Food  |  News & Politics

You Can Soon Legally Drink Alcohol In Some Montgomery County Parks

The pilot program aims to support restaurants offering takeout

Brookside Gardens in Wheaton Park. Photograph by StudioMONDO/Flickr Creative Commons.

The pandemic has paved the way for restaurants to offer to-go cocktails, beer, and wine. Could looser public drinking laws be next? For parts of Montgomery County, the answer is yes. Beginning Thursday, September 24, alcohol consumption will be allowed in nine designated parks as part of a pilot program approved by the Montgomery County Planning Board on Thursday. It will run at least through May.

The change is one facet of the county’s “Picnic in the Park” initiative, which aims to bolster takeout business for nearby restaurants while providing venues for safe social distancing. The MoCo Eats website shows picnic-goers which restaurants will deliver to them, and each park has drop-off spots for drivers.

One of the signs posted at a Montgomery County “Picnic in the Park” site. Photograph courtesy Visit Montgomery.

Out of the county’s 422 parks, those chosen for the pilot program include: Jesup Blair Local Park, Acorn Urban Park, Germantown Town Center Urban Park, Norwood Local Park, Olney Manor Recreational Park, Takoma Urban Park, Wall Local Park, Wheaton Local Park, and Wheaton Regional Park. Within each park, there will be clearly designated picnic areas.

“We know this is not going to be a big bailout for the restaurants, but if we can give them a little extra business by having people pick up carryout or delivery and then have a picnic in our park, we’re all for it,” says Montgomery Parks Director Michael Riley. While the idea is that people will order their alcohol from local restaurants, BYOB is allowed too.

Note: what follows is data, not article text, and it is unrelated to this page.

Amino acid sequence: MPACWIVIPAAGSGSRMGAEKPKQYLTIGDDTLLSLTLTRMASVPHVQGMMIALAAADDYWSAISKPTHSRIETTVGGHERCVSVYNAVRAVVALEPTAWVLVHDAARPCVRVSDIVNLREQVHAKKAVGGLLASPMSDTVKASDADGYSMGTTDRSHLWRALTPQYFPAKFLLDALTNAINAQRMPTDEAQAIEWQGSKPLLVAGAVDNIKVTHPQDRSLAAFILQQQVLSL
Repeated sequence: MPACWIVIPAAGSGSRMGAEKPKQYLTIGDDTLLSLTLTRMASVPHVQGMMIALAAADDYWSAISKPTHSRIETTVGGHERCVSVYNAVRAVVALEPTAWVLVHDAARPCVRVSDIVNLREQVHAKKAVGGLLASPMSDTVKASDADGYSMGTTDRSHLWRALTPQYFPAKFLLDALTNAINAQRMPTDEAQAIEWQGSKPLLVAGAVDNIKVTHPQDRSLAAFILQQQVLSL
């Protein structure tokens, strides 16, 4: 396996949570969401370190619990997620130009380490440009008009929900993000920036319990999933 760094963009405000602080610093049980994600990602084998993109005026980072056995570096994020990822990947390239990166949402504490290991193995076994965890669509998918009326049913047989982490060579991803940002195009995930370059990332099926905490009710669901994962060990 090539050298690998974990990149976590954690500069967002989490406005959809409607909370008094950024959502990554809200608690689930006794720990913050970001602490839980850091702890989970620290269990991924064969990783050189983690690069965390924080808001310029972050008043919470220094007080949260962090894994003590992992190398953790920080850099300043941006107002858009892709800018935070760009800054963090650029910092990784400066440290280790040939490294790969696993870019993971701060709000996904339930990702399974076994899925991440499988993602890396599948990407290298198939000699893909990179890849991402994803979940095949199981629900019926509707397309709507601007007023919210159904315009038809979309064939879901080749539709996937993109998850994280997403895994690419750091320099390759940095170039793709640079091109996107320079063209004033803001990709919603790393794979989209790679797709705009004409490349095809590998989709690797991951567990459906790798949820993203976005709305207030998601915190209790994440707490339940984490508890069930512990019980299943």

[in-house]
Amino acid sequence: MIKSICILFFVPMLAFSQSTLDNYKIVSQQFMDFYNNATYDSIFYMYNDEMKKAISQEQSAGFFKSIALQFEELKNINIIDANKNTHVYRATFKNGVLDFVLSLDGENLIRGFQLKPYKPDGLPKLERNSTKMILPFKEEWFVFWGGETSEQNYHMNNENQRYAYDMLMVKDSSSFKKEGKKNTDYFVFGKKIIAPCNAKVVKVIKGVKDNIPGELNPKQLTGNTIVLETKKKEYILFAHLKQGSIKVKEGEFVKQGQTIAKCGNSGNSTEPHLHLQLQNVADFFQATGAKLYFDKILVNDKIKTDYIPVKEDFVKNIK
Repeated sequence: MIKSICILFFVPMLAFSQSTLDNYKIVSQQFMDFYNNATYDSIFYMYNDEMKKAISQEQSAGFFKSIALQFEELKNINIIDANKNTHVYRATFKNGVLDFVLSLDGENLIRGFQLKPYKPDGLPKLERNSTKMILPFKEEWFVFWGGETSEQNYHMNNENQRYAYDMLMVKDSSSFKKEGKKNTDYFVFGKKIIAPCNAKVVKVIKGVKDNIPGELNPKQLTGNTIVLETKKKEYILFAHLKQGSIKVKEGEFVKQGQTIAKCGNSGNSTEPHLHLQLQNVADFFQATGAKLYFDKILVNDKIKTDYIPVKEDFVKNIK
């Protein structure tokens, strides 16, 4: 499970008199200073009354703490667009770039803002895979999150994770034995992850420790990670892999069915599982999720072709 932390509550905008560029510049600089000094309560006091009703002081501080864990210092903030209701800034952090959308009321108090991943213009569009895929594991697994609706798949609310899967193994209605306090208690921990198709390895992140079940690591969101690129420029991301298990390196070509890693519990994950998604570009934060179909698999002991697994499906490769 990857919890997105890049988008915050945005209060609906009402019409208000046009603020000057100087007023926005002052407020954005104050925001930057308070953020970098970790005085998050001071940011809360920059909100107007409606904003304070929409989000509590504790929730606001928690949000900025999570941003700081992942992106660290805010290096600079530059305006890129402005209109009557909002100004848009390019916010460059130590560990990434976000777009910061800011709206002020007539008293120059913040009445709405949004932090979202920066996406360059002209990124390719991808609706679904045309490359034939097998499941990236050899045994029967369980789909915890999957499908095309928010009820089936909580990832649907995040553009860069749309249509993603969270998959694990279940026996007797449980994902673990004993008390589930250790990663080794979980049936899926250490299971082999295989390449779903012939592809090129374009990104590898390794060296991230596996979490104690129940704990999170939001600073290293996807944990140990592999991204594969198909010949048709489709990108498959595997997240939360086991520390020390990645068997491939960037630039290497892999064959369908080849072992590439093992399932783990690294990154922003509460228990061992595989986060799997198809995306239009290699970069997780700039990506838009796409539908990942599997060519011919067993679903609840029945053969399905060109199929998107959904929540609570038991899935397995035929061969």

Riley has gotten just a few emails opposing public drinking in parks. “The worst that someone might spin it is that in the middle of a pandemic, we’re encouraging keg parties in the park. We’re absolutely not,” he says, noting public intoxication is easy to enforce if there’s an issue.

Others have expressed concerned that it will invite confrontations with cops. Riley says he’s confident in the force’s community policing skills, and guesses there’d be more confrontations if people had open containers illegally. He also notes that certain Montgomery County parks technically already allowed alcohol, including at golf courses, five event and wedding venues, and pop-up dog parks with “yappy hours.” They’ve never had any problems there.

Assuming everything goes well, Riley hopes to continue and expand the program.

Could DC do the same? For now, there’s nothing in the works. A spokesperson for DC Council chairman Phil Mendelsohn says they haven’t received any inquiries about loosening public drinking rules. A similar change would also be complicated by the fact that many parks in DC—including Dupont Circle and Farragut Square for example—are federal National Park Service properties.

At the same time, the city has approved various restaurant parklets and “streateries,” which can serve alcohol. Notably, a portion of downtown DC will be closed on weekends from Sept. 25 through Oct. 25 to host a huge outdoor seating area for nearby restaurants.

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Jessica Sidman
Food Editor

Jessica Sidman covers the people and trends behind D.C.’s food and drink scene. Before joining Washingtonian in July 2016, she was Food Editor and Young & Hungry columnist at Washington City Paper. She is a Colorado native and University of Pennsylvania grad.

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